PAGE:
CGIAR / East Africa / HUMIDTROPICSCRP / LIVESTOCK-FISH / Pigs / Systems Analysis / Uganda / Value Chains

Linking farmers to value chains in Uganda

Originally written by Jo Cadilhon in the Humidtropics blog:

Mukono pig farmer Regina Nasamba and her children

Last week (3-6 March 2015) the Humidtropics, Dryland Systems and Aquatic Agricultural Systems CGIAR Research Programs (CRPs) met in Ibadan, Nigeria for the International Conference on Integrated Systems Research. The purpose of these three ‘systems’ CRPs is to identify and make the most of the complex intertwined nature of the agricultural production, marketing, and natural resources management systems to contribute to reducing poverty, improving incomes, nutrition and the status of women and other marginalized groups in humid tropical, drylands and aquatic ecosystems.

The preliminary results from my own systems research in the humid tropics of Uganda came out too late to be submitted to the conference but they also demonstrate the integrated nature of the agrifood system. Together with my agricultural economist colleague Emily Ouma from the Uganda office of the International Livestock Research Institute (ILRI) and local partners from Shoreline Services Limited, we have been undertaking research into the factors influencing the successful inclusion of small farmers in modern value chains around the Lake Victoria Basin area in Uganda. This research is being funded by the Technical Centre for Agricultural and Rural Cooperation (CTA) as part of a research grant on inclusive value chains.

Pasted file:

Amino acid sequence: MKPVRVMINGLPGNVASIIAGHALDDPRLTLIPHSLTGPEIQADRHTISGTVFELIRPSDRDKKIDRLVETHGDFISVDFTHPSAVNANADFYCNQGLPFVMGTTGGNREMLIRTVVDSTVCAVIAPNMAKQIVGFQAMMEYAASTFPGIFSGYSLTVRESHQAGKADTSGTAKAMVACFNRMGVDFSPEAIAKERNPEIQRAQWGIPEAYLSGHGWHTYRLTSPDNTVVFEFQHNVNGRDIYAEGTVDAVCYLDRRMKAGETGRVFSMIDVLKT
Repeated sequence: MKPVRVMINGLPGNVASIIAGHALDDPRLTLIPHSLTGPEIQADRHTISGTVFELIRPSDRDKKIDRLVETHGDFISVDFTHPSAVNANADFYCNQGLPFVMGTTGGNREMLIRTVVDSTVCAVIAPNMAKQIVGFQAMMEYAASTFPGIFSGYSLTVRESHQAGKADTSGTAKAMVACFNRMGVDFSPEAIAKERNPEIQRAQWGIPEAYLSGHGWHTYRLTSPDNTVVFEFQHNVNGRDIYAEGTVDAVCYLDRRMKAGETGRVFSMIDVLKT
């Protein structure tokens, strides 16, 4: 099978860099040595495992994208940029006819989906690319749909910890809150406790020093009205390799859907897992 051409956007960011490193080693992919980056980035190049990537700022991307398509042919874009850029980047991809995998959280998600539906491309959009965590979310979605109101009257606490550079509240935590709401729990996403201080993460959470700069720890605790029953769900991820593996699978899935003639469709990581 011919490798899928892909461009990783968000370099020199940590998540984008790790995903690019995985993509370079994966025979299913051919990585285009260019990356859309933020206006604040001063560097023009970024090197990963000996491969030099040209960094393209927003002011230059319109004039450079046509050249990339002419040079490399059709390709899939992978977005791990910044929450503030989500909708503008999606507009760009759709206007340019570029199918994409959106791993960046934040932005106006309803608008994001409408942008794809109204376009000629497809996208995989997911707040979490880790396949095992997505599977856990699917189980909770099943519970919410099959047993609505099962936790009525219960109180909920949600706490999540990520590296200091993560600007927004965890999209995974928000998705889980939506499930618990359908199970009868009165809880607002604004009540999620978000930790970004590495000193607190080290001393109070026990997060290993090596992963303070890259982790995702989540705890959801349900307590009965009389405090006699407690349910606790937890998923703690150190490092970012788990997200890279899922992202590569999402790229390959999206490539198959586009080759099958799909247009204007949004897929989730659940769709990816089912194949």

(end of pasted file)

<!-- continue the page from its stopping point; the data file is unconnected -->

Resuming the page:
Taking a marketing perspective to the problem, we surveyed a total of 300 farmers in the Lake Victoria Basin of Uganda producing either cooking banana (the staple food for that part of the country), pigs (Ugandans are the biggest consumers of pork meat in all Sub-saharan Africa as measured by quantity eaten per person per year) or aquaculture fish (a growing enterprise for smallholder farmers with appropriate land and water resources).

The farmers’ sample was divided equally into farmers who are producing for an identified customer on the one hand and farmers who try to sell their produce whenever they need to and to whomever they find willing to purchase it on the other hand. Our preliminary findings identify the factors that have an impact on whether farmers are linked to an identified value chain or not.

Read the full article

2 thoughts on “Linking farmers to value chains in Uganda

  1. Our new series in Uganda means we are helping farmers to grow more, but also it is vital not to forget the next step in the chain – allowing markets to flourish so farmers have somewhere to sell too.

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